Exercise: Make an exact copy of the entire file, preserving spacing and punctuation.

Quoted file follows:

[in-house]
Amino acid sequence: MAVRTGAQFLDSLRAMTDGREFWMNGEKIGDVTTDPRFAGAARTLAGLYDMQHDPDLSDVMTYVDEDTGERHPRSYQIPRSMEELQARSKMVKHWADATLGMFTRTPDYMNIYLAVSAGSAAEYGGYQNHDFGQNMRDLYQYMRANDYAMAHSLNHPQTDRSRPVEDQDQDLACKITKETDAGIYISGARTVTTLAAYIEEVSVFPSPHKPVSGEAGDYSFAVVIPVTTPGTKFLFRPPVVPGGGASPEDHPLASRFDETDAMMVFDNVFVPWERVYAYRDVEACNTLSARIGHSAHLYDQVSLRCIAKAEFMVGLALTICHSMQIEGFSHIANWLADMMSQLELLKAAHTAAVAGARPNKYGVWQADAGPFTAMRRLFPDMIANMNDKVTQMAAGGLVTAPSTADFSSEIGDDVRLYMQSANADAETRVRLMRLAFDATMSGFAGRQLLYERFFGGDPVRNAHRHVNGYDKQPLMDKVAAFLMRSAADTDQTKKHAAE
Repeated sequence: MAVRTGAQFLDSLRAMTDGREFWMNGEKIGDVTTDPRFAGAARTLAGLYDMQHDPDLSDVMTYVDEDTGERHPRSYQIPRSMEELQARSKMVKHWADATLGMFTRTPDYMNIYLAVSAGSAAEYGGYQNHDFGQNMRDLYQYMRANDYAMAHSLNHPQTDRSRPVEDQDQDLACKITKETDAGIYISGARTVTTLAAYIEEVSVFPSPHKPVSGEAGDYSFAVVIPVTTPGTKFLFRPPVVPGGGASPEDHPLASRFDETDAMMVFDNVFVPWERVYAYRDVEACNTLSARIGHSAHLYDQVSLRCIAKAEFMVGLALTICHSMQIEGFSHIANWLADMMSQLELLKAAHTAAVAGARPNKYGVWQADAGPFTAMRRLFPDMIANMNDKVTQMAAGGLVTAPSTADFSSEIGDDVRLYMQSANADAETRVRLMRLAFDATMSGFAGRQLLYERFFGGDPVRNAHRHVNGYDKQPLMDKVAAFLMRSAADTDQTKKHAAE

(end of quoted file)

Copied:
[in-house]
Amino acid sequence: MAVRTGAQFLDSLRAMTDGREFWMNGEKIGDVTTDPRFAGAARTLAGLYDMQHDPDLSDVMTYVDEDTGERHPRSYQIPRSMEELQARSKMVKHWADATLGMFTRTPDYMNIYLAVSAGSAAEYGGYQNHDFGQNMRDLYQYMRANDYAMAHSLNHPQTDRSRPVEDQDQDLACKITKETDAGIYISGARTVTTLAAYIEEVSVFPSPHKPVSGEAGDYSFAVVIPVTTPGTKFLFRPPVVPGGGASPEDHPLASRFDETDAMMVFDNVFVPWERVYAYRDVEACNTLSARIGHSAHLYDQVSLRCIAKAEFMVGLALTICHSMQIEGFSHIANWLADMMSQLELLKAAHTAAVAGARPNKYGVWQADAGPFTAMRRLFPDMIANMNDKVTQMAAGGLVTAPSTADFSSEIGDDVRLYMQSANADAETRVRLMRLAFDATMSGFAGRQLLYERFFGGDPVRNAHRHVNGYDKQPLMDKVAAFLMRSAADTDQTKKHAAE
Repeated sequence: MAVRTGAQFLDSLRAMTDGREFWMNGEKIGDVTTDPRFAGAARTLAGLYDMQHDPDLSDVMTYVDEDTGERHPRSYQIPRSMEELQARSKMVKHWADATLGMFTRTPDYMNIYLAVSAGSAAEYGGYQNHDFGQNMRDLYQYMRANDYAMAHSLNHPQTDRSRPVEDQDQDLACKITKETDAGIYISGARTVTTLAAYIEEVSVFPSPHKPVSGEAGDYSFAVVIPVTTPGTKFLFRPPVVPGGGASPEDHPLASRFDETDAMMVFDNVFVPWERVYAYRDVEACNTLSARIGHSAHLYDQVSLRCIAKAEFMVGLALTICHSMQIEGFSHIANWLADMMSQLELLKAAHTAAVAGARPNKYGVWQADAGPFTAMRRLFPDMIANMNDKVTQMAAGGLVTAPSTADFSSEIGDDVRLYMQSANADAETRVRLMRLAFDATMSGFAGRQLLYERFFGGDPVRNAHRHVNGYDKQPLMDKVAAFLMRSAADTDQTKKHAAE